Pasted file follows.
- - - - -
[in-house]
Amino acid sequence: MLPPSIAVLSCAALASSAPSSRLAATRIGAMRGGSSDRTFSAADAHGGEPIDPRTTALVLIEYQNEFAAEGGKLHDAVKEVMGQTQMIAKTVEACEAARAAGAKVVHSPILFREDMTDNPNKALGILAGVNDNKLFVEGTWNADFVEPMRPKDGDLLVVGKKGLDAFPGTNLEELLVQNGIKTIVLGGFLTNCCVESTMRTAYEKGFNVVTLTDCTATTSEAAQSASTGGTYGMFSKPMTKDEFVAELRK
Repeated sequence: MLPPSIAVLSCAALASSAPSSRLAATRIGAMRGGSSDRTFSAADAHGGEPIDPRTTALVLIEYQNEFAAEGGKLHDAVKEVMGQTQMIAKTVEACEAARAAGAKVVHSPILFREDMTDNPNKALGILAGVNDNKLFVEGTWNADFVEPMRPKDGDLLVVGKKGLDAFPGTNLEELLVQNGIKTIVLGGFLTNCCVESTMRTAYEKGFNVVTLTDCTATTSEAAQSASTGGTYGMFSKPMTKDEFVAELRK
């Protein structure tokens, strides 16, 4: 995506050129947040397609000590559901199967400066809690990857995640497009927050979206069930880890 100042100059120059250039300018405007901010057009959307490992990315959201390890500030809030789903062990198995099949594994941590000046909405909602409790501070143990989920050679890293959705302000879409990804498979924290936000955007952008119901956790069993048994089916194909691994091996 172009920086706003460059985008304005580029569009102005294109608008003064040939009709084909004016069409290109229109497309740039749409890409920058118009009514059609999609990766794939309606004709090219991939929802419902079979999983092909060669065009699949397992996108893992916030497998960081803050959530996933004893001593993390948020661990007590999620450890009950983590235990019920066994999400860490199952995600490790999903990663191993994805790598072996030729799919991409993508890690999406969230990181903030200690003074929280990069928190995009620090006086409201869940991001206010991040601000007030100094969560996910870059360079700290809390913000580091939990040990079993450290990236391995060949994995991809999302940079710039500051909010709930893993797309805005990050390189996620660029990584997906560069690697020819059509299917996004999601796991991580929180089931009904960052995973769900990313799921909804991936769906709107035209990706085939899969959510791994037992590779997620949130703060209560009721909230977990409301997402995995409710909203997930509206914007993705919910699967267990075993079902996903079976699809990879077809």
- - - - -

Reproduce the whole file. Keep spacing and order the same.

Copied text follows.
[in-house]
Amino acid sequence: MLPPSIAVLSCAALASSAPSSRLAATRIGAMRGGSSDRTFSAADAHGGEPIDPRTTALVLIEYQNEFAAEGGKLHDAVKEVMGQTQMIAKTVEACEAARAAGAKVVHSPILFREDMTDNPNKALGILAGVNDNKLFVEGTWNADFVEPMRPKDGDLLVVGKKGLDAFPGTNLEELLVQNGIKTIVLGGFLTNCCVESTMRTAYEKGFNVVTLTDCTATTSEAAQSASTGGTYGMFSKPMTKDEFVAELRK
Repeated sequence: MLPPSIAVLSCAALASSAPSSRLAATRIGAMRGGSSDRTFSAADAHGGEPIDPRTTALVLIEYQNEFAAEGGKLHDAVKEVMGQTQMIAKTVEACEAARAAGAKVVHSPILFREDMTDNPNKALGILAGVNDNKLFVEGTWNADFVEPMRPKDGDLLVVGKKGLDAFPGTNLEELLVQNGIKTIVLGGFLTNCCVESTMRTAYEKGFNVVTLTDCTATTSEAAQSASTGGTYGMFSKPMTKDEFVAELRK
């Protein structure tokens, strides 16, 4: 995506050129947040397609000590559901199967400066809690990857995640497009927050979206069930880890 100042100059120059250039300018405007901010057009959307490992990315959201390890500030809030789903062990198995099949594994941590000046909405909602409790501070143990989920050679890293959705302000879409990804498979924290936000955007952008119901956790069993048994089916194909691994091996 172009920086706003460059985008304005580029569009102005294109608008003064040939009709084909004016069409290109229109497309740039749409890409920058118009009514059609999609990766794939309606004709090219991939929802419902079979999983092909060669065009699949397992996108893992916030497998960081803050959530996933004893001593993390948020661990007590999620450890009950983590235990019920066994999400860490199952995600490790999903990663191993994805790598072996030729799919991409993508890690999406969230990181903030200690003074929280990069928190995009620090006086409201869940991001206010991040601000007030100094969560996910870059360079700290809390913000580091939990040990079993450290990236391995060949994995991809999302940079710039500051909010709930893993797309805005990050390189996620660029990584997906560069690697020819059509299917996004999601796991991580929180089931009904960052995973769900990313799921909804991936769906709107035209990706085939899969959510791994037992590779997620949130703060209560009721909230977990409301997402995995409710909203997930509206914007993705919910699967267990075993079902996903079976699809990879077809």